You should be reading questions and answering them by SPEAKING OUT LOUD because that’s the only way you can train your mouth to speak!
And let’s not forget that can in order to develop your ability to express yourself properly, answering the question only once doesn’t cut it. You have to do it many times over – at least 5 times or so – so that you can provide an automatic response without much thinking!
Here’s a few tips and tricks on how to do proper spoken English practice by using an English textbook.
Usually when there’s a question to answer, you can form your response using the question itself. So, for example, when answering the following question: “Can you name one person who you look up to?” you can form your response by mimicking the question: “If I had to name one person who I look up to, it would be my father.”
VERY IMPORTANT! When answering the question, try NOT to look at the textbook! It’s very important to sever the connection between the written word and your speech – read this article to understand why – and it’s only possible if you avert your eyes from the textbook and speak out loud while looking away from it!
When answering questions, make sure to use as many of the highlighted phrases and new vocabulary words that are normally indicated in that particular lesson as you can because it’s only by using them that you’ll actually learn them!
Normally there’s a written passage provided with highlighted words and phrases which represent new vocabulary you have to learn. What you have to do is – read the entire passage out loud many times over (aim for 20 repetitions – I know it sounds a lot, but you’ll thank me for it later on!) and try to memorize the highlighted phrases in particular! Every next time you read it out loud, try to look away from the book for as long as you can and speak from memory!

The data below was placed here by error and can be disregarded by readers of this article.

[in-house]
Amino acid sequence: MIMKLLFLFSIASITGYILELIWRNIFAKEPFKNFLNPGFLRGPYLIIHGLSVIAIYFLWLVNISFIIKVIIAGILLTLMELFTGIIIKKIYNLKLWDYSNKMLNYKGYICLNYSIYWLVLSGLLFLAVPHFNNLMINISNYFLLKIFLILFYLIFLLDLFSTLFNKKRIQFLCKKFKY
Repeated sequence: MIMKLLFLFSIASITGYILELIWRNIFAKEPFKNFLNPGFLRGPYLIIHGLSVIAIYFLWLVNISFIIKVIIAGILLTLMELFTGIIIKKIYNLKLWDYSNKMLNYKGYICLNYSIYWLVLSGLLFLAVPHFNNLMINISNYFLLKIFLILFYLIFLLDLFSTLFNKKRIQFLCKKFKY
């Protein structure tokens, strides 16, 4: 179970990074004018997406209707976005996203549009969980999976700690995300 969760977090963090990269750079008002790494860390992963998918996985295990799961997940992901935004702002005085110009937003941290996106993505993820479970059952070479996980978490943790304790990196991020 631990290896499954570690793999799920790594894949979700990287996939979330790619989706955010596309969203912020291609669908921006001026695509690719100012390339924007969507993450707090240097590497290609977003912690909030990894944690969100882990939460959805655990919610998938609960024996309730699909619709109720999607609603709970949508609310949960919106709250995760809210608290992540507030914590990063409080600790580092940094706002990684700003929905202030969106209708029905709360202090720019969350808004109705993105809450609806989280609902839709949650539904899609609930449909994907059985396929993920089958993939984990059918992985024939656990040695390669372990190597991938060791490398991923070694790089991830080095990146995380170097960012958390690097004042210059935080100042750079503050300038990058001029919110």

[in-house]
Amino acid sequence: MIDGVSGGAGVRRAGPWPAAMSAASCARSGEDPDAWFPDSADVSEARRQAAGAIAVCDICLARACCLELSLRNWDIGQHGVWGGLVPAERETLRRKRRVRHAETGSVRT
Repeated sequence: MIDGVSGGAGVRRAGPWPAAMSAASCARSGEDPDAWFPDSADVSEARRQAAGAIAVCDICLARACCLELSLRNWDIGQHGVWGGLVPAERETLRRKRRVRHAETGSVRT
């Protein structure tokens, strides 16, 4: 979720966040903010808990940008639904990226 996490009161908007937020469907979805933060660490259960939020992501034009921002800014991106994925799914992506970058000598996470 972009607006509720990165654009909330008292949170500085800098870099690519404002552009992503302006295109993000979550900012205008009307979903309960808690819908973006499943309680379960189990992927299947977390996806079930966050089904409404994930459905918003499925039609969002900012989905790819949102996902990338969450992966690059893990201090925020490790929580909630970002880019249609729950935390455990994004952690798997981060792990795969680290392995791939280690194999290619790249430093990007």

Don’t limit your spoken English practice with only those questions provided in the book – I’m sure you can come up with a lot of other things to discuss in relation to the written passage. Write the questions down first – if it makes the whole exercise easier – and then answer them!
What to Do When There Aren’t Any Questions Provided?
If there aren’t any questions provided in the textbook – you can simply try to RETELL the written passage. This is a very effective method of practicing your spoken English, and it goes without saying you should focus on any new vocabulary and phraseology you come across in the written piece.
This technique can also be used when you read English fiction, newspapers or news articles online – so basically whatever English written content you can get your hands on, make sure to take advantage of it and use it for your spoken English improvement!
P.S. Would you like to find out why I’m highlighting some of the text in red? Read this article and you’ll learn why it’s so important to learn idiomatic expressions and how it will help you to improve your spoken English!
P.S.S. Are you serious about your spoken English improvement? Check out my English Harmony System HERE!